How To Open A Bank Account Online

Nowadays, you can do almost everything online — order your groceries, catch up with distant relatives, and of course, manage your finances. 

Many people preferred banks with full online services before the coronavirus pandemic. But now that many banks have adjusted hours and fears of transmission remain high, having the tools and resources to manage your money online is more important than ever. 

Many banks allow you to create a new account without ever stepping foot in a branch. Creating a bank account online is faster and more convenient than making a special in-person trip. As long as you have the right materials, you’ll have a new checking or savings account open and ready for use in no time at all.

What Do I Need To Open A Bank Account Online?

Opening a new bank account online requires the same personal information as opening one at a physical location. This information helps the bank verify who you are. Additionally, you will probably need to prepare for any electronic deposits to the new account.

To open a new bank account online, you will need your:


  • Social Security number (SSN)
  • Date of birth (DOB)
  • Government-issued ID number, issue, and expiration dates (e.g., your driver’s license, passport, military ID, etc.)


In addition, the bank requires that you submit contact details such as your:


  • Home address
  • Phone number
  • Email address


Under federal law, you must file a physical address for where you reside, but a PO box is accepted.

You will also need to make a deposit upfront. The amount depends on the bank, but it can vary between $25 to $100. To make a deposit when creating an online bank account, you will need a credit or debit card. If you have neither, using the routing and account numbers from a different account is also acceptable. 

Signatures and E-Signatures

Depending on the bank you choose to open your account, the process might end once you submit the necessary personal details and use an e-signature to fill out any legal contracts. Many financial institutions — even smaller, local banks, and credit unions — take e-signatures. If you have a preference for where you want to bank, visit the institution’s website and search for an option to open an online account.  

But not every bank lets you finish the online bank account application with an e-signature. Some require that you submit a physical copy of your signature. In this case, the bank usually mails you a “Welcome Kit” that includes necessary files and an official signature card. Even though it is increasingly uncommon to write physical checks, some banks still prefer that you submit a formal signature to confirm your identity in case of the possibility of a purchase dispute.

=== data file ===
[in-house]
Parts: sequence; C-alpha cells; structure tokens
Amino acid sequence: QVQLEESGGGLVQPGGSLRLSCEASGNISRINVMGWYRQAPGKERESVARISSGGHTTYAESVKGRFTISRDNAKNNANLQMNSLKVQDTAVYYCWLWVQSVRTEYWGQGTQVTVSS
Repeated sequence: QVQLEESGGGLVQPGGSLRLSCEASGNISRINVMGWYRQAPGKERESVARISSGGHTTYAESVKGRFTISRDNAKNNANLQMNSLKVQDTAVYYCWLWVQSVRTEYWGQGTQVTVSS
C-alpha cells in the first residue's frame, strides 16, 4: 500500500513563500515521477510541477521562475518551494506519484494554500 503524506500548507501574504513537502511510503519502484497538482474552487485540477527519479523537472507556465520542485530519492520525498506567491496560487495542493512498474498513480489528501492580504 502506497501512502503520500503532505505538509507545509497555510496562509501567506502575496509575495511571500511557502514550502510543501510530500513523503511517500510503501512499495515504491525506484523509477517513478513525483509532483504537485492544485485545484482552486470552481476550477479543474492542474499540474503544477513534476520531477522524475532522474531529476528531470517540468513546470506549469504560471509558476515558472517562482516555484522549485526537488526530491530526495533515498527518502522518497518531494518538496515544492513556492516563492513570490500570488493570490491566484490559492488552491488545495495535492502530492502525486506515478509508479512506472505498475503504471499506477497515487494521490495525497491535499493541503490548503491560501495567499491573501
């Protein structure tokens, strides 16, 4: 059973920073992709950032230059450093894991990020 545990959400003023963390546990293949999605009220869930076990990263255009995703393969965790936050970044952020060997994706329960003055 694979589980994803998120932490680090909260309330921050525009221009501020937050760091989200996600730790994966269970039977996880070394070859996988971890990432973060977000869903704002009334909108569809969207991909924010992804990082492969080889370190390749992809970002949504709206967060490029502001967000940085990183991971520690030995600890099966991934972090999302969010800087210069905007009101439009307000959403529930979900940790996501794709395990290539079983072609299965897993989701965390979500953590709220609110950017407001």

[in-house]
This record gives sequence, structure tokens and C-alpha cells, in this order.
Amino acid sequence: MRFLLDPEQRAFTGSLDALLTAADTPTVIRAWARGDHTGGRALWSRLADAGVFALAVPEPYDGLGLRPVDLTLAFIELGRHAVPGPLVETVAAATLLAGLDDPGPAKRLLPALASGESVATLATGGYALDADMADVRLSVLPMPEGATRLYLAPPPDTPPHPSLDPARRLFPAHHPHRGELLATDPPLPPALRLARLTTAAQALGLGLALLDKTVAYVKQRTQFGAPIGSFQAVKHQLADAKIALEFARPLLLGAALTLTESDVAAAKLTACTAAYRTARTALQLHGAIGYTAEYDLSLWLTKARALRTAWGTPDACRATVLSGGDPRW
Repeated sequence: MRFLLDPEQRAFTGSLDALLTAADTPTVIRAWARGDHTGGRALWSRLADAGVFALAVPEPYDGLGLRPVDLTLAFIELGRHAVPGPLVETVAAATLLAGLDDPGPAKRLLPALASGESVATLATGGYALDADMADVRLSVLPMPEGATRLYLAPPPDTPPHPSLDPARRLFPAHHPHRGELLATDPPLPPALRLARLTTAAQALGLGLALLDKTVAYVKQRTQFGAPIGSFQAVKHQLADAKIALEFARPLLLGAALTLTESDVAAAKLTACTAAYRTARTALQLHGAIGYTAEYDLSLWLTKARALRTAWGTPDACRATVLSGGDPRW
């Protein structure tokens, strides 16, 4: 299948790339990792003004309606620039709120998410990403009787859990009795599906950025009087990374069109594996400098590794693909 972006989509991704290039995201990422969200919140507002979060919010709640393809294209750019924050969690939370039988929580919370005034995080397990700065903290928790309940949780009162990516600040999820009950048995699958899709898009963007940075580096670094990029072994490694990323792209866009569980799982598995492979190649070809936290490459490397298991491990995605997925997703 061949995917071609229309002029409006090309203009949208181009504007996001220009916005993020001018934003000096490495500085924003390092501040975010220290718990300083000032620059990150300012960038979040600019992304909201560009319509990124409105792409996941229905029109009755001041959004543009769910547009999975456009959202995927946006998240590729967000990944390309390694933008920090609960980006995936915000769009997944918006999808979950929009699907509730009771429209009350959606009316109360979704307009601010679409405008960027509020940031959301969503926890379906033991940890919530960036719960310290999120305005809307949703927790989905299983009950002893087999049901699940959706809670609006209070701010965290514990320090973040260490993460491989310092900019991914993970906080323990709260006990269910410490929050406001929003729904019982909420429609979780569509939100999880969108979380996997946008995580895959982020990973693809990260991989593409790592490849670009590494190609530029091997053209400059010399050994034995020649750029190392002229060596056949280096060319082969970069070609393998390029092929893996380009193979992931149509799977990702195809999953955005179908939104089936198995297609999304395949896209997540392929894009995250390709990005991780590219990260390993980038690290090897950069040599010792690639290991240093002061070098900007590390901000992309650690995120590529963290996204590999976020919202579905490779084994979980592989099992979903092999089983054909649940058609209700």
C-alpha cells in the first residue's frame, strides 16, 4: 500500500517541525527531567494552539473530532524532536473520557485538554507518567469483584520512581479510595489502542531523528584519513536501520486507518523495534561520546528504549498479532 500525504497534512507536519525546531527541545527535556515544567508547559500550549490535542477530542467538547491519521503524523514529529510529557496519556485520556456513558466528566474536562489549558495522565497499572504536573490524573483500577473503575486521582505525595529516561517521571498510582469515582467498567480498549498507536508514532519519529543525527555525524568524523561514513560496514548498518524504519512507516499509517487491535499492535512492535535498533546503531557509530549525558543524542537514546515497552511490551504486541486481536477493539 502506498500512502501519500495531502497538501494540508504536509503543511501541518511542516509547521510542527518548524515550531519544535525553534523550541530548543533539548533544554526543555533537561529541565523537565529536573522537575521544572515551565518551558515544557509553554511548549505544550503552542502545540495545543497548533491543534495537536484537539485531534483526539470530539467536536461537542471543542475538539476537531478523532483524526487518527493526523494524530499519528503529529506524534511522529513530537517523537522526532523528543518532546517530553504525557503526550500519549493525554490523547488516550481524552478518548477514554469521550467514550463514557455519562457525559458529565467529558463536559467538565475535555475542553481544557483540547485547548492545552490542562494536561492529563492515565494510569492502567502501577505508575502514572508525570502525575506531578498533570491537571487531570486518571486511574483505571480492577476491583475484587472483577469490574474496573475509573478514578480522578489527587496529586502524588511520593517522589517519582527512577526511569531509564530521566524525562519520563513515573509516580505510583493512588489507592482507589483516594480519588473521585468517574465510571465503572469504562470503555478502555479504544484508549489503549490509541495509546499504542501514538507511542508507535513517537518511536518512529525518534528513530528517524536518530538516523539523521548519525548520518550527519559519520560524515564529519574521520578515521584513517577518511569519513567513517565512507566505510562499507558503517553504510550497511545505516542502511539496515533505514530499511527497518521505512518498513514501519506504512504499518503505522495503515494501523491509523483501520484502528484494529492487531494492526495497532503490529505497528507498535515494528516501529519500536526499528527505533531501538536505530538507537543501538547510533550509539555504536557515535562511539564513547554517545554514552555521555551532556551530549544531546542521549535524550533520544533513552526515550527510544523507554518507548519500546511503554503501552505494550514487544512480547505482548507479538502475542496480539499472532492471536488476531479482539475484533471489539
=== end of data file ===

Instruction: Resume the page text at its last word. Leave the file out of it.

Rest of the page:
In situations where the bank requires your physical signature, you will most likely have to wait for the institution to process your application before you have access to your account. To avoid a delay, contact the bank and inquire about their application process. If they need an official signature on file, you may want to visit the branch in person or pick a different bank that does not require one.

What Can Keep Me From Opening A New Bank Account Online?

Sometimes, opening a bank account online isn’t always as straightforward as you would like. You may need to visit a bank location in person or submit more paperwork to create an account if:


  • You have “thin” credit: One way that banks confirm your identity when you sign up for a new account is by performing a credit check. If you have a short credit history, they won’t be able to complete the verification process. In this instance, they may ask you to talk to a banker in person to finish opening your account — just make sure to bring a government ID with you!


  • You are a minor: If you are 18 or younger, you are not legally allowed to open a bank account by yourself. Although banks have options that allow minors to open a checking and savings account, they still require an adult to co-sign on the account. Additionally, you will most likely need to make a trip to a nearby branch.


  • Checking account history: If you have a history of overdrafts or have been accused of fraud (or had a joint account with someone who was), you may not be able to create a bank account online. If you believe your application was rejected in error, visit your ChexSystems report to determine if there is a mistake preventing you from opening an account.


  • Citizenship: If you are not a full US citizen, you may have difficulty opening a new account online. In this instance, visiting a branch location in person may be easier than dealing with the process online.


  • Pritchard, Justin. “Here’s What You Need to Know to Open Bank Accounts Online.” The Balance, 19 June 2020,